Fortunately, there are not all bad news on the thorny issue of conservation of animal species. A new study for which they have used satellite data reveals that there are twice as emperor penguins in Antarctica than previously thought. Not that it means that this species does not face problems, but at least it indicates that your situation is not as serious as feared.
Moreover, the results of this new research provide an important guideline to monitor the impact of environmental conditions on populations of this charismatic bird, and to be in a position to provide accurate information demanded by international conservation efforts. Before the new study, getting this kind of information was not an easy goal, especially since the emperor penguins have their breeding areas in remote areas that are very difficult to study by conventional means because they are often inaccessible and temperatures as low as 50 degrees Celsius (58 degrees Fahrenheit below zero).
The international team of scientists, which included geographer Peter Fretwell and biologist Phil Trathan, both of the BAS (British Antarctic Survey), and zoologist Michelle LaRue at the University of Minnesota in the U.S., used satellite images of high resolution to estimate the number of penguins in each colony on the coast of Antarctica.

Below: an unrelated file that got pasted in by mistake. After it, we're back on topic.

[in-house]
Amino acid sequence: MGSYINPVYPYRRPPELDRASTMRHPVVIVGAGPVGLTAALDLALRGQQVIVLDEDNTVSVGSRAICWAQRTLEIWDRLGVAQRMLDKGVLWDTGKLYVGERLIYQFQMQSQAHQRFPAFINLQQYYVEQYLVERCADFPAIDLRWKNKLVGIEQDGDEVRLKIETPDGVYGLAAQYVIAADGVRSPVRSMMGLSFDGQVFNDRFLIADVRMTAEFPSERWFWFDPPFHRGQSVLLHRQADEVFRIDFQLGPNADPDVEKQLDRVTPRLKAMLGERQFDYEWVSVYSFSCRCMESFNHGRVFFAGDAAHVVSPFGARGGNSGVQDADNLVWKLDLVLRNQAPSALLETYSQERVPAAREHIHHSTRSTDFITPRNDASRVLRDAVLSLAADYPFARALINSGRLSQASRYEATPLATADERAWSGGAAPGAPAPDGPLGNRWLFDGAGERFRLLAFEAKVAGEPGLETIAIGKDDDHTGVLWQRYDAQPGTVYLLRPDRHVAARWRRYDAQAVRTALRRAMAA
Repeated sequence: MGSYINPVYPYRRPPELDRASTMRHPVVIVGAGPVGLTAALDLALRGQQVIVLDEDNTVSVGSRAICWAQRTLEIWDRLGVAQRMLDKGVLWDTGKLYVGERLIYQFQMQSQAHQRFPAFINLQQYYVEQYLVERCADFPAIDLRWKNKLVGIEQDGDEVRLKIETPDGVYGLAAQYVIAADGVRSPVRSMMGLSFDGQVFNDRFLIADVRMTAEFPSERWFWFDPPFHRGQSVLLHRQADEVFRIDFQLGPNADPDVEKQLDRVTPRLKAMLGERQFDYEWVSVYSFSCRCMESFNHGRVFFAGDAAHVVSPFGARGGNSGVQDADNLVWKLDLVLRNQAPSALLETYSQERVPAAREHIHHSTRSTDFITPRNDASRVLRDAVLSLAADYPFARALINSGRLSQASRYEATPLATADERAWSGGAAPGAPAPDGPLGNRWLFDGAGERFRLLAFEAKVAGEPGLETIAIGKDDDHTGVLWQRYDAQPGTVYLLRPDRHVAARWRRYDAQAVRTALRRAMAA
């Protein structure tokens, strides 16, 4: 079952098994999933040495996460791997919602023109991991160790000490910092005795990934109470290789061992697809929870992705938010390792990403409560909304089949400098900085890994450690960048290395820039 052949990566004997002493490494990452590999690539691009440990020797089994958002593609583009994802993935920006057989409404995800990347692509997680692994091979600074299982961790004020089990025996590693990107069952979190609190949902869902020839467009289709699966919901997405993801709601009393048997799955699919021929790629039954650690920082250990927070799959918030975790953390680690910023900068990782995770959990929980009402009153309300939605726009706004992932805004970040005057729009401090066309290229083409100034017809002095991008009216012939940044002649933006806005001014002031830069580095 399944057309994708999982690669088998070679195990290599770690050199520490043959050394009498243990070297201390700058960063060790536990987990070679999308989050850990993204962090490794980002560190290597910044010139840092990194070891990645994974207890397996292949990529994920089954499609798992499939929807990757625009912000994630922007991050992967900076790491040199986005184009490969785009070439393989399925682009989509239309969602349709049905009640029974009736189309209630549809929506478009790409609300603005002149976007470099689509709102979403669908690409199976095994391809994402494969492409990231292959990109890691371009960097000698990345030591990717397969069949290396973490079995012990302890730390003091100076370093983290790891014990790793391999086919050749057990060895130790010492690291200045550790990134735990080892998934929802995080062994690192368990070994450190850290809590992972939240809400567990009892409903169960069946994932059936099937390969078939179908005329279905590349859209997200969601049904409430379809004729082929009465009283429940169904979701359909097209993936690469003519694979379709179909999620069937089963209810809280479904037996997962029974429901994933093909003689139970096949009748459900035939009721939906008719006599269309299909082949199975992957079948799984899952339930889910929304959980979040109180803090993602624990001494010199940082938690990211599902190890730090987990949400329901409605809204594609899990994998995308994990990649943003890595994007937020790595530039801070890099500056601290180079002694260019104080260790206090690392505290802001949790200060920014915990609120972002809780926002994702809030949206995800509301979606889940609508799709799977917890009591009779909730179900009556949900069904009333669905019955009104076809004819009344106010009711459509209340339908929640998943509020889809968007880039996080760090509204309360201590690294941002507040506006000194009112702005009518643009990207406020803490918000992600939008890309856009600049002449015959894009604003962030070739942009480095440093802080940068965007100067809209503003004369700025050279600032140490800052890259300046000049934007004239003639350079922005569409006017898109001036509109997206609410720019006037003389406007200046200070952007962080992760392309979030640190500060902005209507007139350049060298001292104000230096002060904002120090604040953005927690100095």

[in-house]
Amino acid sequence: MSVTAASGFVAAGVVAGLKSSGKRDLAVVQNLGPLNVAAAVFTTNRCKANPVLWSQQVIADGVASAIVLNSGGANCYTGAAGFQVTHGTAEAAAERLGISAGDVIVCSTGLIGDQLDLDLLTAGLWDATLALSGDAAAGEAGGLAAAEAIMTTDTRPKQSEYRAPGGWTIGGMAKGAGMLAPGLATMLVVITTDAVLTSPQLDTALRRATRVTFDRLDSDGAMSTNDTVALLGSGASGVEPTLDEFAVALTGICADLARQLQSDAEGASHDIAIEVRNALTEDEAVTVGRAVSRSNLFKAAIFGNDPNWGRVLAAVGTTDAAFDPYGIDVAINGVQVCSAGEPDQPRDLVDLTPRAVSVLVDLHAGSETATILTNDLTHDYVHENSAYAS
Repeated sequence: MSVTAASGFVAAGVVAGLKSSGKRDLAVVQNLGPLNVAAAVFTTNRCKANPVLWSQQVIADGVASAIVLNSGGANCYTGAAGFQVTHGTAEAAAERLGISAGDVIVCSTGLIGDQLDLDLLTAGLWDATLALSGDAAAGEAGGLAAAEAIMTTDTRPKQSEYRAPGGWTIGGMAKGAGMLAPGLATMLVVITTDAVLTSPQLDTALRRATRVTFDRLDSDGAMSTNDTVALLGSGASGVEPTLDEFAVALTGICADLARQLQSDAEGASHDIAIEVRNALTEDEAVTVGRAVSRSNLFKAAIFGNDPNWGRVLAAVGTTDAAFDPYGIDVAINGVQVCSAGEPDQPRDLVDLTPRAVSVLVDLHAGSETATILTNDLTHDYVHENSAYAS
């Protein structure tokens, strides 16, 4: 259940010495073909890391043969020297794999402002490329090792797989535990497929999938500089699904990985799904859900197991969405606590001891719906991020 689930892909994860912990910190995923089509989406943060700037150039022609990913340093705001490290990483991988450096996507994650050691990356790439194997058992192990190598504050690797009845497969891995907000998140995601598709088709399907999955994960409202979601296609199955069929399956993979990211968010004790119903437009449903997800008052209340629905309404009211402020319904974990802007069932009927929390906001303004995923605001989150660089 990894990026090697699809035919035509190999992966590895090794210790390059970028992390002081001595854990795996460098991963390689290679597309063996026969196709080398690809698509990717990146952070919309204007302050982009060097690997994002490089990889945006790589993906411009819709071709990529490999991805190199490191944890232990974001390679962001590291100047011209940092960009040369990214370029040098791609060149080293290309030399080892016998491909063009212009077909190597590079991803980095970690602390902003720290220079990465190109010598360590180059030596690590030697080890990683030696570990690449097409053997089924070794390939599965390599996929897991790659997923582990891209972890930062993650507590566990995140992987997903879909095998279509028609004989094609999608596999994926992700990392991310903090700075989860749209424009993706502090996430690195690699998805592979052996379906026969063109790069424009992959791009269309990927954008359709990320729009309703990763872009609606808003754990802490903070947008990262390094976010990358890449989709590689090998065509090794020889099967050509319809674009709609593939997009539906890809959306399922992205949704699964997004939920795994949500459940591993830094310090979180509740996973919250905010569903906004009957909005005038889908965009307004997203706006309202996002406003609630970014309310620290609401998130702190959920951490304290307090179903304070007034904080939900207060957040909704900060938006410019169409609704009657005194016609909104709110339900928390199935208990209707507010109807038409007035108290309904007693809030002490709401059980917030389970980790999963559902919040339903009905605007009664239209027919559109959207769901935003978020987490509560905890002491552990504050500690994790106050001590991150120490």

They recorded a number of 595,000 emperor penguins, which is almost double the amount previously estimated, ranging between 270,000 and 350,000. This is the first comprehensive and detailed census of the population of a species made from space.
Emperor penguins, with black and white plumage, stand out enough against the snow, and their colonies are clearly visible in satellite images. This allowed the research team analyzed 44 colonies of emperor penguins in the Antarctic coastline, with 7 previously unknown colonies.
Ongoing research suggests that the emperor penguin colonies will be seriously affected by climate change. In fact, in some regions of Antarctica, the spring warming, more and more extended, is leading to increasing loss of sea ice, which is the habitat of emperor penguins, making its northernmost communities become more vulnerable the advance of climate change.
An accurate census across the white continent, and can easily be repeated regularly, such as this done by satellite, will help to more accurately monitor the effects of future climate change on this species.
The research, funded by the U.S. National Science Foundation, also helped the Scripps Institution of Oceanography, University of California at San Diego, and the Australian Antarctic Division.